Air Date: Week of April 24, 1998
Steve Curwood visits with Living on Earth's gardening expert Michael Weishan and they discuss everything you always wanted to know about dirt, but were afraid to ask. Mr. Weishan is also the editor of Traditional Gardening Magazine.
CURWOOD: Hey, Michael, what are you up to today?
WEISHAN: Ah -- digging in the garden to get the soil prepared for the first planting of the spring.
CURWOOD: Michael Weishan is Living on Earth's gardening expert as well as editor of Traditional Gardening. And we're out here in his yard, and he's going to tell us about the most important factor in gardening: good dirt. Michael, what makes soil good?
WEISHAN: Well, there are 3 essential factors to soil, and one is humus content, the amount of organic matter in the soil. One is the soil's fertility, its nutrient value. And the third is the soil's ability to drain, to shed water after a rain.
CURWOOD: All right, let's go down through your list. We've got humus content, drainage, and fertility. Well first, humus content. What do you mean by that, and how do we know where our soil stands?
WEISHAN: Humus content is the amount of organic matter, or humus, in the soil. And it's pretty easy to judge on a sort of a simple homeowner level. If you pick up the soil that's fairly dry and you crush it and it stays together like that, there is a decent amount of humus.
CURWOOD: Yes, nice and brown, too.
WEISHAN: Well the color's not necessarily important, that's a common myth. Soils can be all different colors and be equally fertile and good. But this just happens to be dark-looking soil to begin with.
CURWOOD: Okay. Now, you mentioned drainage. How do I know if it's draining okay? If I grab it and it stays together, that's fine.
WEISHAN: Well, you know, if it's draining okay, if whether after a rain the water soaks into the soil. If there's puddles on the soil surface you know you have a problem with a very clay soil, and the answer to that is to add sand or some other type of aggregate material.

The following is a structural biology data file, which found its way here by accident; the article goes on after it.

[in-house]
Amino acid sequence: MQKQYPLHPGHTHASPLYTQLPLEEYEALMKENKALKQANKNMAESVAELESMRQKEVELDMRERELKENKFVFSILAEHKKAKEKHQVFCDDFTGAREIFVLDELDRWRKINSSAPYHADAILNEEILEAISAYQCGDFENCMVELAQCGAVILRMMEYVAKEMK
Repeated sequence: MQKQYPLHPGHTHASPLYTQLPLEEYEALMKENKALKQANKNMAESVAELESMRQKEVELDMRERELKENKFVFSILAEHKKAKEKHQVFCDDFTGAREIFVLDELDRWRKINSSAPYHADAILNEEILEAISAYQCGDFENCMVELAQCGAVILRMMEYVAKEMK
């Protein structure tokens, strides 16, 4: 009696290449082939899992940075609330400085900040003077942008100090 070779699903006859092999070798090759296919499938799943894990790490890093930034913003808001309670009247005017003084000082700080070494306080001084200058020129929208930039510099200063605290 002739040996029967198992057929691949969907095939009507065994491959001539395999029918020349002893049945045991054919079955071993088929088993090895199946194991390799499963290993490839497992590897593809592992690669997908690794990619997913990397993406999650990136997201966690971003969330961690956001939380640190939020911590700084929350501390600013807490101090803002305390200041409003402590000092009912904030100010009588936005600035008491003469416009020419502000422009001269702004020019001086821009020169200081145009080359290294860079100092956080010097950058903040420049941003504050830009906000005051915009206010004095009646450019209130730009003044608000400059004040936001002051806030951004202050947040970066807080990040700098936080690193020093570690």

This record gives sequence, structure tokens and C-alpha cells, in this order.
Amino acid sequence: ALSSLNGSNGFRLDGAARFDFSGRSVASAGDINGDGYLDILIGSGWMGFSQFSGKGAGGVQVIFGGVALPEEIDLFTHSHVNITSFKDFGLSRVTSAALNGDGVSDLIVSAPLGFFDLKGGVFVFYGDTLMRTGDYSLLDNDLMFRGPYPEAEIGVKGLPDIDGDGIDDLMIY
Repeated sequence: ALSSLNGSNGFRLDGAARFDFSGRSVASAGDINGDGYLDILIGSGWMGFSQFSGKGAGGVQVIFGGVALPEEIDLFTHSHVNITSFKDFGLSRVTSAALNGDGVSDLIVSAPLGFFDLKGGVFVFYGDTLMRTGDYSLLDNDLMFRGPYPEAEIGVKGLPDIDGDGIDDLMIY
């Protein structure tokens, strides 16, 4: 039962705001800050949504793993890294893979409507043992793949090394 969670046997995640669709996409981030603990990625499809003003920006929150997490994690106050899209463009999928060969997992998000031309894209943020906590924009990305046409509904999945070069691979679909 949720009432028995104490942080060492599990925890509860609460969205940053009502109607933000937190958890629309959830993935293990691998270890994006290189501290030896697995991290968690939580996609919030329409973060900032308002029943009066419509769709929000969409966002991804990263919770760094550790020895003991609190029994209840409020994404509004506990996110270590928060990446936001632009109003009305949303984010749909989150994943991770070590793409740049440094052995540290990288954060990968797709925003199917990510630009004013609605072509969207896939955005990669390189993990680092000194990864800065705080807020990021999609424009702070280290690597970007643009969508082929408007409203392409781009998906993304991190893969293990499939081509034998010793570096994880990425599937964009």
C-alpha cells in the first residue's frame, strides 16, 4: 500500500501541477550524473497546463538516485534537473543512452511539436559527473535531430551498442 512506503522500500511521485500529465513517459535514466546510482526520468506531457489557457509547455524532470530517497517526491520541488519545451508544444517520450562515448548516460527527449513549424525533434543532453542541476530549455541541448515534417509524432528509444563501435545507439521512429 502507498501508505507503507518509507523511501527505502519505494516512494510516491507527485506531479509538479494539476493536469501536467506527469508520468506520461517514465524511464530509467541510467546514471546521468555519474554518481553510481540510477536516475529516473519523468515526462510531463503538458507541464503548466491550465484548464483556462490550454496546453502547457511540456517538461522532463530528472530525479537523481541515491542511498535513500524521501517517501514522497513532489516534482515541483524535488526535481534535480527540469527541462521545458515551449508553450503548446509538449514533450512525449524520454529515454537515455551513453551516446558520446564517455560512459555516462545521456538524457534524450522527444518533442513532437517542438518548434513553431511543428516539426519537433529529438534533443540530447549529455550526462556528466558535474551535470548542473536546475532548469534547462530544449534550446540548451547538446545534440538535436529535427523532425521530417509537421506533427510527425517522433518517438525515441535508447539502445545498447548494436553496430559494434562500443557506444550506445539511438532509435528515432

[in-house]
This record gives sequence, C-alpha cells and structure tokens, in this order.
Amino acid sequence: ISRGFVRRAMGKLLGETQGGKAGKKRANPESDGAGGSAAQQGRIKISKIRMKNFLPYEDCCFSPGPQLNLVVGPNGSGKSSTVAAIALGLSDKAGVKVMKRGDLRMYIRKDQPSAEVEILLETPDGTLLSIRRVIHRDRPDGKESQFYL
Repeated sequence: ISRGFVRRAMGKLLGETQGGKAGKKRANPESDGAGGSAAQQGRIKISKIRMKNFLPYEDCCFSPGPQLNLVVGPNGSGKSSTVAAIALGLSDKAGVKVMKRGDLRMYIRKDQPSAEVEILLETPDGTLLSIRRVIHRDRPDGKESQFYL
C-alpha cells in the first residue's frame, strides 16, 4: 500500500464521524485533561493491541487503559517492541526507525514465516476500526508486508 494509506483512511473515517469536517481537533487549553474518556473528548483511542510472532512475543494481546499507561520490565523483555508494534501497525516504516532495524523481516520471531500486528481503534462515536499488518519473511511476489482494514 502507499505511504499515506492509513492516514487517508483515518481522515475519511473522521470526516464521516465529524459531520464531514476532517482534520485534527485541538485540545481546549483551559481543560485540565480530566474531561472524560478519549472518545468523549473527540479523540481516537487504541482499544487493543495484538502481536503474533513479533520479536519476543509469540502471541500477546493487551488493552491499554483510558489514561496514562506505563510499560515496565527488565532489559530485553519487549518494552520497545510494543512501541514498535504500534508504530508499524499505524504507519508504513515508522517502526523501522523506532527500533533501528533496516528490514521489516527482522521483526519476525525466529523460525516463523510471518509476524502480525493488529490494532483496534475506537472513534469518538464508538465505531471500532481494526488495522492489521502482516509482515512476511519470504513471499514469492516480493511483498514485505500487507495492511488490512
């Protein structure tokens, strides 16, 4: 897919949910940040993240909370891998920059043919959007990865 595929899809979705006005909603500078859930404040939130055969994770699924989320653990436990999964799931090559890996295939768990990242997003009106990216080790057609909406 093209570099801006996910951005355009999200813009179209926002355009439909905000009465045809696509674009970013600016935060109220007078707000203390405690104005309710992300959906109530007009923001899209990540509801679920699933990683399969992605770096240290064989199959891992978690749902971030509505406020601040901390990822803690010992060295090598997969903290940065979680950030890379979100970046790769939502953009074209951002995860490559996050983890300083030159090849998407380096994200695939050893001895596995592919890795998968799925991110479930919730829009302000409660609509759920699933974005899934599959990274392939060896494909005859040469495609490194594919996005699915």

CURWOOD: You've got some manure and compost for us here. The first question I've got for you, Michael, let's go over next to this thing --
WEISHAN: (Laughs) I guessed that. Actually, this does smell a little bit, because this is actually fairly fresh. And there's a caveat that people should know about, in that you really don't want to use fresh manure in areas where you're going to be harvesting food products. You want to have a well- composted manure, and by that we mean something that's been sitting out six months to a year outside and that has rotted. This is a little more scent- filled. This is chicken manure, and this is really potent stuff.
WEISHAN: Yeah, if people can get access to it, it's a wonderful manure. You don't want to breathe it in; there can be some problems with breathing it in. But it's a wonderful manure and exceedingly potent for the garden. You have to be careful not to burn it. And that's the other thing about the manures is that you want to add well-rotted manure, because when it first comes out fresh, it can burn the roots because of the urea in the manure. And when it's rotted that's not the case.